“The desert could not be claimed or owned – it was a piece of cloth carried by winds, never held down by stones, and given a hundred shifting names long before Canterbury existed, long before battles & treaties quilted Europe and the East. Its caravans, those strange rambling feasts and cultures, left nothing behind, not an ember. All of us, even those with European homes and children in the distance, wished to remove the clothing of our countries. It was a place of faith. We disappeared into the landscape. Fire and sand. We left the harbours of oasis. The places water came to and touched…..Ain, Bir, Wadi, Foggara, Khottara, Shaduf. I didn’t want my name against such beautiful names. Erase the family name! Erase nations! I was taught such things by the desert.

Still, some wanted their mark here. On that dry water-course, on this shingled knoll. Small vanities in this plot of land northwest of the Sudan, south of Cyrenaica. Fenelon-Barnes wanted the fossil trees he discovered to bear his name. He even wanted a tribe to take his name, and spent a year on the negotiations. Then Bauchan outdid him, having a type of sand dune named after him. But I wanted to erase my name and the place I had come from. By the time war arrived, after ten years in the desert, it was easy for me to slip across borders, not belong to anyone, to any nation.”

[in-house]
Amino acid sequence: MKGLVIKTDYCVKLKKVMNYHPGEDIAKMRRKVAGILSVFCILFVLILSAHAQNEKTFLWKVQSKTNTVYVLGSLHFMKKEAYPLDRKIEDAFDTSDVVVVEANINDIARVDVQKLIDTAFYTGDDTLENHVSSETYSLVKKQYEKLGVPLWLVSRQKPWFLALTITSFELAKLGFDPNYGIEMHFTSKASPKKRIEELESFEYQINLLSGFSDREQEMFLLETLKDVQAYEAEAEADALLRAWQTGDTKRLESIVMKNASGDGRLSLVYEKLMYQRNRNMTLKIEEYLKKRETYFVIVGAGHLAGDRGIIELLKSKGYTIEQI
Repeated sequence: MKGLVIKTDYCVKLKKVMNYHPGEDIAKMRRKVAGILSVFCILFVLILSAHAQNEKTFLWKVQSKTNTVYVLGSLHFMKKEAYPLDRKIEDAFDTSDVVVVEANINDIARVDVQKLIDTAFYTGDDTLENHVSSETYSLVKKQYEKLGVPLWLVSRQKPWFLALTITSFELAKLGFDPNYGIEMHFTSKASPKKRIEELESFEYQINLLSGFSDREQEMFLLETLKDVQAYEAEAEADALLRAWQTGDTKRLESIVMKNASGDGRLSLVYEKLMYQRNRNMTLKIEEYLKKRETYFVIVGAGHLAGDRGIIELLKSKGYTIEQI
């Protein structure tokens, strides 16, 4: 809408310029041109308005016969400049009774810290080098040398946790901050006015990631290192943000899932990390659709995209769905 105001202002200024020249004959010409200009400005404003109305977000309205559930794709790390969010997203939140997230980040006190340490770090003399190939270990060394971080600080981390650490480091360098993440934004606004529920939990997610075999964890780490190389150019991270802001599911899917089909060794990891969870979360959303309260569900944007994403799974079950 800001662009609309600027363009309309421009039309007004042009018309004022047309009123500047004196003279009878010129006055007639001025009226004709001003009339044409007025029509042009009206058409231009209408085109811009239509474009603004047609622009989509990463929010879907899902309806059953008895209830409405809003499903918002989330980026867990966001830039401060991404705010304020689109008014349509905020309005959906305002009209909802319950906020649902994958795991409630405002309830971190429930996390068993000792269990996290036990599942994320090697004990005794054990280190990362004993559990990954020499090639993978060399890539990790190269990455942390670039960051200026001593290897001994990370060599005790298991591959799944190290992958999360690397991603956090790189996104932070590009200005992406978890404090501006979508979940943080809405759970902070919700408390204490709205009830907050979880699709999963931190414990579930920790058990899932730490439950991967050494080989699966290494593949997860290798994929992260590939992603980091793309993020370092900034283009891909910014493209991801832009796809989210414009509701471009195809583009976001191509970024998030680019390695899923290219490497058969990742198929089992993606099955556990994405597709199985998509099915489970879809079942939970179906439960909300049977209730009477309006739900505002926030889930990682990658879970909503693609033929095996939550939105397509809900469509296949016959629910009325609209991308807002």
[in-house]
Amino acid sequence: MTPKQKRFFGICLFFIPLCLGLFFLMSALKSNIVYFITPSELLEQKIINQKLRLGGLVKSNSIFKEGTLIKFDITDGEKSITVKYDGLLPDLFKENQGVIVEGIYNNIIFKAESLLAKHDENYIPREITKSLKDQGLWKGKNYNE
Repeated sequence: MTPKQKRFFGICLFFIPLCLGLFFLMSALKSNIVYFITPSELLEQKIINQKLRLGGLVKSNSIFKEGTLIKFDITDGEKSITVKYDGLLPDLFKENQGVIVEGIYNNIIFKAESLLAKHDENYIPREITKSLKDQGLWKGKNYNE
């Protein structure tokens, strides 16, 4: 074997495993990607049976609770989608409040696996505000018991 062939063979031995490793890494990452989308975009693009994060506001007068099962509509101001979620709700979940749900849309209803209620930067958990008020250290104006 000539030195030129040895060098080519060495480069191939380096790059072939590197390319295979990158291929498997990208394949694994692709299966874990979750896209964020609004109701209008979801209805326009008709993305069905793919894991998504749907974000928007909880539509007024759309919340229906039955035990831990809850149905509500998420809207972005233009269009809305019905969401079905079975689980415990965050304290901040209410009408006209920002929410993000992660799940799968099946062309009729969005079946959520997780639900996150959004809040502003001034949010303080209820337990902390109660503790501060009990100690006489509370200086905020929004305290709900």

Make yourself comfortable….

After my whining in ‘My blog sucks’ I have finally decided to start writing any rubbish that comes to my mind. So here is something that took place sometime back:

Well I indulged in a little “social experiment” sometime back. There are a lot of forums on the internet, as we all know. We most are quite useful — in situations where three heads could be better than one. But then there are also ‘social’ forums — where one can basically socialize and generally air ones opinions.

Background:

SO, I’m registered on bookcrossing.com (there’s a post about what that is somewhere here). And after quite sometime, I actually began to take it seriously. I had signed up for a bookray/ring sometime back and I’d recd tht book — but for certain reasons, I ended up keeping the book for much longer than I was supposed. Not very good. I actually didn’t make the time to read it. And the person who started the ray kept sending me msgs telling me to ‘make a journal entry’. And I’m like Damn! I haven’t even read it yet — what will I write? So I tell her yeah I’ve recd it and haven’t had the time to make an entry. Days go by, and I still haven’t read or made any entries and this person is getting more an more irritated wondering why I haven’t made any entry. And well, although I should be reading. I’m getting a lil irritated too — I said I would make an entry and this person isn’t worried that I’ve had her book for some time, just obsessed over the entry. So I finally decide to write whatever lil I can tell abt the book. And then I finally realize: by a journal entry, she means I’m supposed to write that I have the book. Wow!I leave my views abt it anyway, and contact this person telling them I have an tht I’ll be mailing the book across to the next person, and explaining why I wasn’t making the ‘journal entry’ albeit with a little sarcasm thrown in for good effect.

Experiment: